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Re: This Week's Finds in Mathematical Physics (Week 140)
Posted:
Oct 21, 1999 10:09 PM


On 16 Oct 1999, John Baez wrote:
> Hans Bethe,
I was once in the passenger seat of a car driving on an icy twolane road in the hills above Ithaca. Suddenly we hit a patch of black ice and went into a skid, right into the path of an oncoming car. The driver of the car I riding in turned into the skid, recovered traction, and we got back on our side of the road just as I glanced over and saw Bethe whizzing by at the wheel of his ancient grey car, grinning from ear to ear. This was pretty much his normal expression, but still, I was impressed. We, in the other car, were pretty shaken up, since this was a narrow road with no shoulder, a steep rock wall on one side and a cliff on the other, and there would have been no possible way to avoid a head on collision if we hadn't recovered from the skid in the nick of time.
> no dope himself,
And no coward :)
> said of von Neumann that "I always thought his brain indicated that he > belonged to a new species, an evolution beyond man".
Von Neumann frequently gave all night wild parties in his bungalow at Los Alamos during the war, in which all the drinks and even the food were not just alchoholic but strongly alchoholic. According to legend, he was usually the only one still standing by morning. The saying at Los Alamos was "Johnny is really a god, but he has made a close study of humans and has learned to imitate them to perfection." Both according to my memory of what I read in Richard Rhodes' (excellent) book on the Manhattan project several years ago.
> The mathematician Polya said "Johnny was the only student I was ever > afraid of."
The story I heard is that once during a class, Polya mentioned an open problem which he considered very difficult and then passed on to other things. After five minutes, von Neumann raised his hand, came to the board, and without saying a word, wrote out a short but complete proof of the conjecture. Polya recalled many years later: "I was never afraid of my students, but after that, I was afraid of von Neumann". Another story concerns a skeptical mathematician, hoping to test von Nuemann's legendary ability to think on his feet, who started to tell him about a hard problem to which there was a very clever "shortcut" solution which someone else had discovered. The "obvious" approach to solving this particular problem, however, involved summing a very difficult infinite series which would require several minutes of hard computation and ingenious manipulation by a good mathematician. Von Neumann interrupted almost immediately to give the correct answer. The other man exclaimed "Oh, you heard about the short proof!" Von Neumann replied: "What short proof? I just summed the series!".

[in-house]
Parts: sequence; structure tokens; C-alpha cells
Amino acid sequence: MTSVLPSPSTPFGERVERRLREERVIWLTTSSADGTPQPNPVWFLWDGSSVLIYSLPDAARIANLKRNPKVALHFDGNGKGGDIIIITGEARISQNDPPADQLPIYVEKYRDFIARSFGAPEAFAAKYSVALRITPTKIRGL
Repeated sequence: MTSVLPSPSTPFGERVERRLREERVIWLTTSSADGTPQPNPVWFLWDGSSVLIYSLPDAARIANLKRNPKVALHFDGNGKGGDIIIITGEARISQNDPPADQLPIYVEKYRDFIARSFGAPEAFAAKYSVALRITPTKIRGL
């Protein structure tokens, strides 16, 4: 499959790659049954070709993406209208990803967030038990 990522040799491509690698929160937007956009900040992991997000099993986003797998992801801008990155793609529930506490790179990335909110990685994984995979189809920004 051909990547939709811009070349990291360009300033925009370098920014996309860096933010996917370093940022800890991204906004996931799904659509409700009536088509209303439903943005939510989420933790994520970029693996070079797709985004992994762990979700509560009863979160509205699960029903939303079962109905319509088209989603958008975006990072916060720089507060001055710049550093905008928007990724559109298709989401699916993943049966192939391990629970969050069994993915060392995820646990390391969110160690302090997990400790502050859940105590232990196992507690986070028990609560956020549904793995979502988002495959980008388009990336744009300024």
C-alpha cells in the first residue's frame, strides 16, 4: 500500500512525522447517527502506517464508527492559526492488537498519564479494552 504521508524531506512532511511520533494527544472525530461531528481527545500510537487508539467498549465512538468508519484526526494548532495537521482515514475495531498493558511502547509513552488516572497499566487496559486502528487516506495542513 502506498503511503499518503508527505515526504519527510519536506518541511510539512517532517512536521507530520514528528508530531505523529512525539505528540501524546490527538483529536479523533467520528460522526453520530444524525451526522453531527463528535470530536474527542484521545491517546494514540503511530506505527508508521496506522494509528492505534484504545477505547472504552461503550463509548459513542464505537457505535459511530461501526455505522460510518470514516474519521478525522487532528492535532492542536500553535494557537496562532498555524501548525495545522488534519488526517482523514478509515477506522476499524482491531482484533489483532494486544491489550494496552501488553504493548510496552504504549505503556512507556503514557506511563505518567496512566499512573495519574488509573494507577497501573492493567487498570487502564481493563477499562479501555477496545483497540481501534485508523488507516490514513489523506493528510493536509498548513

> figuring out how to turn a sphere inside out without any crinkles,
People keep improving on the original construction, and there are two different movies, one depicting a construction by Thurston and a more recent one depicting an even simpler "sphere eversion". You can get still shots from the Geometry Center website.
> cooking up strange attactors using the horseshoe map,
A small plug for symbolic dynamics: one way of thinking about this construction is that it is a trick for finding symbolic dynamical systems hiding inside "natural" ones. The symbolic ones are much easier to study, and horseshoes generate shifts of finite type, which are very well understood (in one dimension). See for instance my posting "symbolic dynamics inside the Mandlebrot set" on
http://www.math.washington.edu/~hillman/symbolic.html
for a one dimensional construction which is somewhat similar in spirit. Other papers on the page (not by me) offer short expositions of symbolic dynamics. Another very interesting development which can probably be traced back to Smale's work is the discovery of a specific smooth dynamical system (even the term "dynamical system" is due to Smale) in which there are repelling closed orbits representing every knot type, up to isotopy. This is the "universal knot template" of Ghrist. (I don't think I've stated it right, but you get the flavor of the result.)
Chris Hillman
Home Page: http://www.math.washington.edu/~hillman/personal.html